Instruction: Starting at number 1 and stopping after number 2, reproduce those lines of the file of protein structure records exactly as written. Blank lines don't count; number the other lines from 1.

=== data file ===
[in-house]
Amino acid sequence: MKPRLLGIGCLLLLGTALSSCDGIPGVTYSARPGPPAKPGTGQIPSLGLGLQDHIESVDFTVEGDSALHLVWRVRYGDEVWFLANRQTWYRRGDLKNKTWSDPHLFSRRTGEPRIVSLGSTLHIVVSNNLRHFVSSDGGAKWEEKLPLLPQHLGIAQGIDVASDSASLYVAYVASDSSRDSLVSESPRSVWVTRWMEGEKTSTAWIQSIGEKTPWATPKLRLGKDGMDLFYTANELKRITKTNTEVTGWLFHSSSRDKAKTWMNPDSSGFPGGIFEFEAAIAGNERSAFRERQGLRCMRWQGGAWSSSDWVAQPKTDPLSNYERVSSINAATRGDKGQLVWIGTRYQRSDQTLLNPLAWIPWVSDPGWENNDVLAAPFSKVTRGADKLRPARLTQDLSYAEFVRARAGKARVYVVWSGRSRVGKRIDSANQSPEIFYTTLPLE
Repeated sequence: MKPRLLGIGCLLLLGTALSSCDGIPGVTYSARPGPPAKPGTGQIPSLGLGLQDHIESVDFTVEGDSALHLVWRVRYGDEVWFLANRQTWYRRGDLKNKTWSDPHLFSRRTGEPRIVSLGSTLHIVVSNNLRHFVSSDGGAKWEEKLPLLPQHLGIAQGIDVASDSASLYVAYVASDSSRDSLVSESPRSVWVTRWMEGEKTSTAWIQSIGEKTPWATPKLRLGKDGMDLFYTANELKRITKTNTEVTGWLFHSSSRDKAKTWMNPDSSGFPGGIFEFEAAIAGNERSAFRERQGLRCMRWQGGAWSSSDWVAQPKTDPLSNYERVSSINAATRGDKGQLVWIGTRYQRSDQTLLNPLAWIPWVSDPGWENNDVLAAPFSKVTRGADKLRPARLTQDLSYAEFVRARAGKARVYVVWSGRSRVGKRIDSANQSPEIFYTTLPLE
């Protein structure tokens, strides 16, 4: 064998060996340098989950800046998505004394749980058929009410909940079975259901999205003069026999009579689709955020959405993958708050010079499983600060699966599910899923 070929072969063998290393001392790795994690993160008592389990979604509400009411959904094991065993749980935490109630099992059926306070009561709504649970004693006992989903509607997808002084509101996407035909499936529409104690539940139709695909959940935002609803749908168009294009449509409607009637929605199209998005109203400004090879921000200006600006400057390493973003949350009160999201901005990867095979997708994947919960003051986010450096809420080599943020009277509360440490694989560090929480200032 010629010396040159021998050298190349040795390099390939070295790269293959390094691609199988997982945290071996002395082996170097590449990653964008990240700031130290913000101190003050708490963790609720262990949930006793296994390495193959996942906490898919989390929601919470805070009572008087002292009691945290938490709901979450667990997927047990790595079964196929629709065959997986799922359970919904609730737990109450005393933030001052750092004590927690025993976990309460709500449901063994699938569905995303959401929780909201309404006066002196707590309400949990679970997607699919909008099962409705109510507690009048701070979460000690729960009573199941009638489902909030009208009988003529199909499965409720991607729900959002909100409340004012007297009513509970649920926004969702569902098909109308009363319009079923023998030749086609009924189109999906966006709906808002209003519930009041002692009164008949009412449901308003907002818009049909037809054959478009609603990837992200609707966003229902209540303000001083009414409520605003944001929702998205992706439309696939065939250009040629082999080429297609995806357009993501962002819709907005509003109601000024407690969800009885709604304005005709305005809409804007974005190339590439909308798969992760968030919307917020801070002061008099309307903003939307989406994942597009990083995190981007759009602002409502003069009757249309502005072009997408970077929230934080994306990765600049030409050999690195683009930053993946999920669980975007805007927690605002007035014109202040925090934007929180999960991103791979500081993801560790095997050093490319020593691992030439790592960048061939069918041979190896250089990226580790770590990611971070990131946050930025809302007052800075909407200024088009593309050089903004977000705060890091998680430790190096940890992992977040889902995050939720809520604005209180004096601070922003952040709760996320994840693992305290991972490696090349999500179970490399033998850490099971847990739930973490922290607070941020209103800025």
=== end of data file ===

[in-house]
Amino acid sequence: MKPRLLGIGCLLLLGTALSSCDGIPGVTYSARPGPPAKPGTGQIPSLGLGLQDHIESVDFTVEGDSALHLVWRVRYGDEVWFLANRQTWYRRGDLKNKTWSDPHLFSRRTGEPRIVSLGSTLHIVVSNNLRHFVSSDGGAKWEEKLPLLPQHLGIAQGIDVASDSASLYVAYVASDSSRDSLVSESPRSVWVTRWMEGEKTSTAWIQSIGEKTPWATPKLRLGKDGMDLFYTANELKRITKTNTEVTGWLFHSSSRDKAKTWMNPDSSGFPGGIFEFEAAIAGNERSAFRERQGLRCMRWQGGAWSSSDWVAQPKTDPLSNYERVSSINAATRGDKGQLVWIGTRYQRSDQTLLNPLAWIPWVSDPGWENNDVLAAPFSKVTRGADKLRPARLTQDLSYAEFVRARAGKARVYVVWSGRSRVGKRIDSANQSPEIFYTTLPLE